Read THE SIMPSONS' Lost Hans Moleman Segment from "22 Short Films" - Nerdist
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Read THE SIMPSONS’ Lost Hans Moleman Segment from “22 Short Films”

The Simpsons‘ hilarious “22 Short Films About Springfield” is an all-time classic. The season seven episode explored the individual stories of the town’s many citizens, and it led to one of the internet’s greatest obsessions: Seymour Skinner’s “Steamed Hams” dinner with Superintendent Chalmers. But with a runtime of only 22 minutes, not every character got their own individual tale. Now one of the episode’s writers has shared the never-before-seen script that originally included a segment for Springfield’s favorite hapless peanut, Hans Moleman. It would have sent him on a totally insane action adventure parody that brought him to the Pearly Gates.

Read THE SIMPSONS's Lost Disney

Josh Weinstein, who worked as a writer on The Simpsons from 1992 to 1996, tweeted out the lost Hans Moleman tale on April 14, the 24th anniversary of the iconic episode. The segment would have followed Cletus the Slack-Jawed Yokel’s story, but was cut for time because it was four pages long. They were a funny four pages though.

In the segment, Hans Moleman beats up the macho actor Rainier Wolfcastle, steals his car and bombshell date, crashes into a mafia hangout where he plays a high-stakes game of poker for his life, has a sword fight with his twin sister inside a giant skyscraper for his share of the family company, dies, and ends up in Heaven before being sent back to resume his sad life.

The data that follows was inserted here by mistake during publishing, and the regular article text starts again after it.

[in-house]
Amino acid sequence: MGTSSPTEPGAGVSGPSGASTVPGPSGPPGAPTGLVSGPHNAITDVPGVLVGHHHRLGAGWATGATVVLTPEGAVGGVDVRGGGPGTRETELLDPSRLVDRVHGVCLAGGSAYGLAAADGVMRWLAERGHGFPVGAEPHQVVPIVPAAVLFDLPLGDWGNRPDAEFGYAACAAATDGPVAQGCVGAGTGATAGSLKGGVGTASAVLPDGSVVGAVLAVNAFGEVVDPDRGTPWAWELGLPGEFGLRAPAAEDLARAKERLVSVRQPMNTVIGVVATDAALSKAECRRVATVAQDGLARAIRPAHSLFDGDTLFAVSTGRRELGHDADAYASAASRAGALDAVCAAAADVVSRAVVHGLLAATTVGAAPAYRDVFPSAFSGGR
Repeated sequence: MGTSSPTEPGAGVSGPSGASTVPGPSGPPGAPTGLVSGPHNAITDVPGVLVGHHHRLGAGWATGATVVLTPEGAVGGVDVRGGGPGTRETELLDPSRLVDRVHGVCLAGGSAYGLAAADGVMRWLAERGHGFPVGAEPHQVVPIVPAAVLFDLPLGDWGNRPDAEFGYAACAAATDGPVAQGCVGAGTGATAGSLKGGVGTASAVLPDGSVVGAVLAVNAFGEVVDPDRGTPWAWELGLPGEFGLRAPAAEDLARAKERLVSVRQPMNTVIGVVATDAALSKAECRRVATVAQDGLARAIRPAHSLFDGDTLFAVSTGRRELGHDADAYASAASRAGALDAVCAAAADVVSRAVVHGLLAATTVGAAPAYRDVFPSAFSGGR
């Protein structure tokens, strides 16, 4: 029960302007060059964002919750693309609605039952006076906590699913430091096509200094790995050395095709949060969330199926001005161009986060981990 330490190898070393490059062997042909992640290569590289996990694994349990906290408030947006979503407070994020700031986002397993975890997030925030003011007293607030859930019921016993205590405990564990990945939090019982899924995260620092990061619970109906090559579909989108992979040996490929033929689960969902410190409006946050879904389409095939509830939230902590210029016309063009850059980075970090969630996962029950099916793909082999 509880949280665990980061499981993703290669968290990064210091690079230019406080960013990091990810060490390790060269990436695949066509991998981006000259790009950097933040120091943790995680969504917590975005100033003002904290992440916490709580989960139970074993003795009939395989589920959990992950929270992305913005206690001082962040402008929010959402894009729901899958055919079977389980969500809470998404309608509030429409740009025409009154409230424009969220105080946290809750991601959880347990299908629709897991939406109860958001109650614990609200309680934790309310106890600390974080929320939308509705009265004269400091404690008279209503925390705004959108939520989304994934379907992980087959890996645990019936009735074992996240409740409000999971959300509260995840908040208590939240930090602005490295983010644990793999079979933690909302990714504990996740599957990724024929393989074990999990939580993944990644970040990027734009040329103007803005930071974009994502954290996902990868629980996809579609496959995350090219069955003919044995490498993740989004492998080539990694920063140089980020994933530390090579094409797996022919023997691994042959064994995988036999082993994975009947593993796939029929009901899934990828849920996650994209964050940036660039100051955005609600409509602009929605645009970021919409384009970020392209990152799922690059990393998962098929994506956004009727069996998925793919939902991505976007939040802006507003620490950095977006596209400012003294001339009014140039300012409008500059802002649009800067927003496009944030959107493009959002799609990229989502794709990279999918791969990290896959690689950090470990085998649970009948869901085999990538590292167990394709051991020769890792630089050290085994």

So, you know, a normal day for Hans.

That would have been so, so good.

Hans still appeared in the final episode, with a small role in Apu’s tale. The Kwik-E-Mart owner closed the story for five minutes to go to a party, and when he returned to open up the shop he discovered Hans locked inside. “You took four minutes of my life and I want them back!” Hans said before adding, “Oh, I’d only waste them anyway.” It’s a funny moment, but a far cry from the role the writers originally had planned for Hans.

Some other characters segments suffered the same fate. Weinstein shared some more insights into what could have been.

We finally found a problem with “22 Short Films About Springfield” after 24 years: it needed to be longer. In fact, this format would have made for a great featured film. At the very least, they could always do another episode, “22 MORE Short Films About Springfield.” We know we’re not the only ones who would want to see that.

To that we say, “Boo-urns! Boo-urns!”

Featured Image: Disney

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